In the industry of digital brand building, our success as an agency can be measured by the longevity of a business -- and user experience strategies have proven to be the key element in ensuring this relevancy. All of our clients experience their own evolution based on their specific customer needs and patterns, but in our experience, brands who continually refine their approach to meet and exceed user expectations are those that have the best chance at long-term growth and a considerable tip of the scales in their favor for market share. There’s little argument that e-commerce is a thriving market. The beneﬁts are far-reaching -- value, speed and availability, to name just a few. Consider this: Nearly 49% of consumers shop online for consumer packaged goods, and it's estimated that in five to seven years, 70% of consumers in the U.S. will do so regularly. When you take into consideration the traditional pattern of in-store grocery shopping, it's mind-boggling that a relatively recent innovation has changed the face of the way we accomplish this daily task.
“Every publisher I talk to has to be talked down off the ledge because what they are looking at is the numbers. I believe there is positive news in this,” says Sreenivasan. “The glimmer of hope that I see in this is that yes, they are deemphasizing brands, and emphasizing people, and therefore your traffic will drop. But in the emphasizing of people, your path to salvation lies there. Because if your content is readable, shareable, embeddable, joyful, or useful, people will share it. And if they want to share it, they will. That’s where we have to think about our content: How do we make it so good that people want to share it?” Beyond Facebook of course are other influential platforms, including one that Sreenivasan has a particular eye on. “One platform that is vastly underused is LinkedIn,” he says. “LinkedIn has so many opportunities because it is aimed at people at work and I’ve now made it a resolution that I am going to do more on LinkedIn because I see the pick-up it gets when you post an article. And so what is your LinkedIn strategy?”
The blockchain technology that powered bitcoin is a relatively bare-bones system that requires layers of protocols to be built on top of it to make it a usable platform for utilities like smart contracts. Ethereum, on the other hand, was launched with its own scripting language baked in, making it possible to build complex smart contracts, decentralized autonomous organizations, DApps and even other cryptocurrencies with relative ease. Bitcoin’s rise to popularity resulted in its supporting blockchain technology, being categorized as Blockchain 1.0. Ethereum’s broad adoption as a decentralized platform for applications to run exactly as programmed enabled it to be categorized as Blockchain 2.0. Currently, we are witnessing a new set of blockchain platforms and networks based on DAG technology. There exist a number of DAG-based blockchains such as Hashgraph, IOTA, Stellar, NEO, RaiBlocks, etc., which have been developed for specific real-world problems. These platforms belong to the third generation, or what we call Blockchain 3.0 group, and are developed to overcome the key issues of the original blockchain (Blockchain 1.0) and Ethereum (Blockchain 2.0), and are designed on the FFM concept.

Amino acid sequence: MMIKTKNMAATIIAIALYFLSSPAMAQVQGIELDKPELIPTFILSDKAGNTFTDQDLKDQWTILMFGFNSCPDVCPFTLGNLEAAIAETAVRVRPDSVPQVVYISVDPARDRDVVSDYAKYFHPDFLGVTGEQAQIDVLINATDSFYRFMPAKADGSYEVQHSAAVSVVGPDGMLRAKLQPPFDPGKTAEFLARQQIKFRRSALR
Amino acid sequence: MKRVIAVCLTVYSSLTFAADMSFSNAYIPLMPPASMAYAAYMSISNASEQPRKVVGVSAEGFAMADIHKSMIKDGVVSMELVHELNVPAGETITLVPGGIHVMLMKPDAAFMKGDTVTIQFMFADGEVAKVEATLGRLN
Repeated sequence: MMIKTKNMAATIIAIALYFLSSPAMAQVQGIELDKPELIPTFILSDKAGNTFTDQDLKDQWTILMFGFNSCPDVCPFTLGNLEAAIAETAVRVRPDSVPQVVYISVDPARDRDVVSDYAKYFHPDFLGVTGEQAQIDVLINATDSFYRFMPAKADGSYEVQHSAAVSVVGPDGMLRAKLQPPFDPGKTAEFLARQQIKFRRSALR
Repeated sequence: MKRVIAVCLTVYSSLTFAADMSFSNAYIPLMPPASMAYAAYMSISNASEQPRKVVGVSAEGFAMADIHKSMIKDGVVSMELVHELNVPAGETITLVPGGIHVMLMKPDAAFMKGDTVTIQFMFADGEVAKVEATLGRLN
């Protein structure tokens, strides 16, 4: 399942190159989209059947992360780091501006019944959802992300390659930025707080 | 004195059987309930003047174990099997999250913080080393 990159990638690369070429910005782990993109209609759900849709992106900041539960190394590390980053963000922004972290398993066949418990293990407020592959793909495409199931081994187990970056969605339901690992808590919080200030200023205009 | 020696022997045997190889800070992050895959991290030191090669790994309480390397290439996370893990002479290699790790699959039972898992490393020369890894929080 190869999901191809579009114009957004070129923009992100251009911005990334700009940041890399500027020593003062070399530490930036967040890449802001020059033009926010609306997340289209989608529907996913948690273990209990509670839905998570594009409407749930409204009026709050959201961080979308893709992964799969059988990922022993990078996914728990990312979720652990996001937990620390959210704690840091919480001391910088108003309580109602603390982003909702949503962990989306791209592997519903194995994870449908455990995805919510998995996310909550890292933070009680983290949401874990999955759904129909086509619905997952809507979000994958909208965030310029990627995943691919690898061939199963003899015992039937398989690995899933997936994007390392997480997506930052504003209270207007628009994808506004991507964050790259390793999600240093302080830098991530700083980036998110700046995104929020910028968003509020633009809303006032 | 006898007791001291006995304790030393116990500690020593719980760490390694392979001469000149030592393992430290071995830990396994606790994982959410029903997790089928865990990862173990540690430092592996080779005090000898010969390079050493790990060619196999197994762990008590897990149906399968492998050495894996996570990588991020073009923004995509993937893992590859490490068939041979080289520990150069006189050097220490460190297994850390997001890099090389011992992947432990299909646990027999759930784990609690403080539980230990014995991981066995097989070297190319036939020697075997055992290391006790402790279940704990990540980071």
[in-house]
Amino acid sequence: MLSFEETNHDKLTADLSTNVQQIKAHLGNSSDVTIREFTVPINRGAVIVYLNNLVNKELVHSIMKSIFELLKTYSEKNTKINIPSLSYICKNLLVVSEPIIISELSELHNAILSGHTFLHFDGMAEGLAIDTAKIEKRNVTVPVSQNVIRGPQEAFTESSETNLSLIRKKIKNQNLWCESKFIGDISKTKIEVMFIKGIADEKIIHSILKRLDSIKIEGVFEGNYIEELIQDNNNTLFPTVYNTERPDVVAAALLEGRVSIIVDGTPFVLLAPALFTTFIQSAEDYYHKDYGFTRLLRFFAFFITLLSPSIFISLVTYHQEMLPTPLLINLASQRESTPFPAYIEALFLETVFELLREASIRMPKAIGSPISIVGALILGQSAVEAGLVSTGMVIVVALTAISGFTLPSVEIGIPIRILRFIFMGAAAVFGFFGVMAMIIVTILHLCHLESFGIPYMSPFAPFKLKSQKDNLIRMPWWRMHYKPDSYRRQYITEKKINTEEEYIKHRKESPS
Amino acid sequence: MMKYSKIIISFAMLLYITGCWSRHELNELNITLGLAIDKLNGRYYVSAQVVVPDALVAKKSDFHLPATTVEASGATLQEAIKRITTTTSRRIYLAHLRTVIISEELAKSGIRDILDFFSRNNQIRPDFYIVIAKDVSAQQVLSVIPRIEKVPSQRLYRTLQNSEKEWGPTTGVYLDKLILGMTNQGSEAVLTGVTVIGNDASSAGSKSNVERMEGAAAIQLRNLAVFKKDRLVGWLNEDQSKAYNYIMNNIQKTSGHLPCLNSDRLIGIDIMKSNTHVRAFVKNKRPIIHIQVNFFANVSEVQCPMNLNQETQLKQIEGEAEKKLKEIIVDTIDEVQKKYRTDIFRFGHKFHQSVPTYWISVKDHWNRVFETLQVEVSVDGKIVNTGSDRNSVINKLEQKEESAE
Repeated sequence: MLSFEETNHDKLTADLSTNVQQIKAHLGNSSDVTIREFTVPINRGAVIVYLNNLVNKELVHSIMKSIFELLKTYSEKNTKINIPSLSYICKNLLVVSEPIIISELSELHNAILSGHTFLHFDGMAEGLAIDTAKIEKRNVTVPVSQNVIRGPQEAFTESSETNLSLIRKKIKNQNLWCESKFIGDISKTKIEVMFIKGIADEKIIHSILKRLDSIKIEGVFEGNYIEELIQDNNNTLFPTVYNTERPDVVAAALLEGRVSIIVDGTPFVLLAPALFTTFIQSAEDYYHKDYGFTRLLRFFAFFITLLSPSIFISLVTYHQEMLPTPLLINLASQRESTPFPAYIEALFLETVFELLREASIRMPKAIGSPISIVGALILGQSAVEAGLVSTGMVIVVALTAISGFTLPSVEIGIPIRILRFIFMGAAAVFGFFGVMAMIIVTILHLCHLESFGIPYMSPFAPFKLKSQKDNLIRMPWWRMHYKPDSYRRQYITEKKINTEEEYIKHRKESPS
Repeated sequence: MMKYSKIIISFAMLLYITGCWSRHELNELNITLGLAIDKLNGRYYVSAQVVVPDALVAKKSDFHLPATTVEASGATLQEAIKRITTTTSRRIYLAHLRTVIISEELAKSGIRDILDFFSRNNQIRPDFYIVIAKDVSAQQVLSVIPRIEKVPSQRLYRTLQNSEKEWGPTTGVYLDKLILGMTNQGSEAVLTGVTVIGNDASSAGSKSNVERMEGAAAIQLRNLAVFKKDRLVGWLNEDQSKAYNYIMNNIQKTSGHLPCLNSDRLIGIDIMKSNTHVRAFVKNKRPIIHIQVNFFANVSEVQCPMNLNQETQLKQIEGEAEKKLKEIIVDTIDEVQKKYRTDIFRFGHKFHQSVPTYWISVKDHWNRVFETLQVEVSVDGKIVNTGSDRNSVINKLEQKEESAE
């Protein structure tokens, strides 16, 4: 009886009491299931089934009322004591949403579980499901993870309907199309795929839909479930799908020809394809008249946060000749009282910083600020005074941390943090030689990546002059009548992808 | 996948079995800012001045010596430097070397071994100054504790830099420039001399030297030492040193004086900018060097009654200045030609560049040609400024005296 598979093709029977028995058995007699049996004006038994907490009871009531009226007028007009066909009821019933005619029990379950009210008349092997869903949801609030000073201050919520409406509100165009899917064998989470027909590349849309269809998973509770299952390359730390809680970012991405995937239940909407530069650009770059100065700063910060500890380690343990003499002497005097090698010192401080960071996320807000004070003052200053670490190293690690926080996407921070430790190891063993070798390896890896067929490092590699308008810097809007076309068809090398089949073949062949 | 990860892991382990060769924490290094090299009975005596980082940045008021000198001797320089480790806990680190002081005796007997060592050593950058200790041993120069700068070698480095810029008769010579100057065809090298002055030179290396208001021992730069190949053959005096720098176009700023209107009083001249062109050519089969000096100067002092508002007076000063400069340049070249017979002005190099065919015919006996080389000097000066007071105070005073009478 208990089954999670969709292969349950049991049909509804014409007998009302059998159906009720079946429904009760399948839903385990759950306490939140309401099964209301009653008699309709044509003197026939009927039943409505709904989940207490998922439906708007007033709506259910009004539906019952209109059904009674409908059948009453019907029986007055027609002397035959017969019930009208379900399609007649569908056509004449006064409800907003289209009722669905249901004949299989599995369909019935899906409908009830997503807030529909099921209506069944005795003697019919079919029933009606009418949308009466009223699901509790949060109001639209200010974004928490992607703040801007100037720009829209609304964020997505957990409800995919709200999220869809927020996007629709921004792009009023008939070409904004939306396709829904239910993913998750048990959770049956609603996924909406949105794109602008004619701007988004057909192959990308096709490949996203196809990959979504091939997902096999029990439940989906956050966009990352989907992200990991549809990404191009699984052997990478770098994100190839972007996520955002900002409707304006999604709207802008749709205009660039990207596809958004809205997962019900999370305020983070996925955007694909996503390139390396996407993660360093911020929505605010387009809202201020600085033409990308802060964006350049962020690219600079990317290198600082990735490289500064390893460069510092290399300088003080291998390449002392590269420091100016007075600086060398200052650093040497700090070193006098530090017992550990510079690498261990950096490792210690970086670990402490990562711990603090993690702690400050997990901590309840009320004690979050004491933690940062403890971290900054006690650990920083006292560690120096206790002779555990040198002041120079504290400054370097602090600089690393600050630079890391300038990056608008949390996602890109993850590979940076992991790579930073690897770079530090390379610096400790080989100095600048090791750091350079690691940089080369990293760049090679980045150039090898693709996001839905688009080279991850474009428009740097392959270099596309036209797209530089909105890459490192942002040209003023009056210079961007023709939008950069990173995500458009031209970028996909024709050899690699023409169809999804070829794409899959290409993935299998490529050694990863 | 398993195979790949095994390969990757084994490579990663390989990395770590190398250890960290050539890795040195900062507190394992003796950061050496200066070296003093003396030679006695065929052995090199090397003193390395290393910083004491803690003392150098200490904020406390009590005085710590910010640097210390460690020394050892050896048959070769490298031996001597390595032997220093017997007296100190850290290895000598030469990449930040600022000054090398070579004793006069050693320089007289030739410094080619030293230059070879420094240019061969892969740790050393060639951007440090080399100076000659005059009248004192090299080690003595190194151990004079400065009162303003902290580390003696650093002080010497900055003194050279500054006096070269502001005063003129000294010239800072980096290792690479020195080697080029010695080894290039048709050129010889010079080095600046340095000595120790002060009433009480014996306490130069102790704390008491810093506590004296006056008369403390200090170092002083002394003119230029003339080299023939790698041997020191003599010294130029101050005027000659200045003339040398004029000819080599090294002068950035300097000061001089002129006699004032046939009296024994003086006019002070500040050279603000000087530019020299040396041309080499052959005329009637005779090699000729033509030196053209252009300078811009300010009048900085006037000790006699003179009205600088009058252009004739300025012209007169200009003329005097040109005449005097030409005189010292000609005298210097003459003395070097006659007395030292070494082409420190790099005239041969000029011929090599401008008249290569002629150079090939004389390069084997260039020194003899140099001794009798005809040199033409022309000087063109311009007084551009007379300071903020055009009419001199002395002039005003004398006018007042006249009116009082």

If all of us are to achieve our potential as learners, the question we have to answer is how we ought to shape this environment. Human brains have specially adapted to learn. Our long period of immaturity is a risky evolutionary strategy, making us vulnerable early on to predators or sickness, and delaying for many years our capacity to reproduce, but the payoff is immense. We can actively incorporate enormous amounts of the latest information from our environment and social group into our cognitive development. Scientists have long recognised the nature-v-nurture debate as fallacy. A huge amount of our brain development takes place in the first three years. In those years, the brain grows in relation to the environment, forming itself in interaction with sensory experience. As Hart and Risley showed in their study of the word gap, that experience can have a huge effect on who that person becomes. We have evolved to be a species of teachers and learners. Our ability to understand other people arrives around the ninth month, at a moment in their development at which babies begin to check the attention of others by holding or pointing at objects.
According to White, the real battleground between Big Tech and banking sits in I2O, which is about how people interact with their money and how these are translated into opportunities. "Big Tech has, on a minimum, 2000 interactions per customer per year," states White. "Banking, on the other hand, has 200 interactions. That is, Big Tech creates high frequency of interactions, with a high volume of data sets, but with low value; as opposed to banks' model which is low frequency, low volume and high value," he adds. In other words, that is 10:1 on volume of interactions, but does that translate into an equivalent 10:1 of value? White challenges that. "Despite more interactions, customers liking a social media post on Facebook or searching for a product on Google adds relatively low value data since it cannot be monetized much," he argues. "On the other hand, even if banking gets fewer interactions, all these are high value ones from a monetary point of view. According to him, the real questions are not the volume of interactions or its frequency. "The question of the future in this battleground between big tech and banking is how smart these interactions are."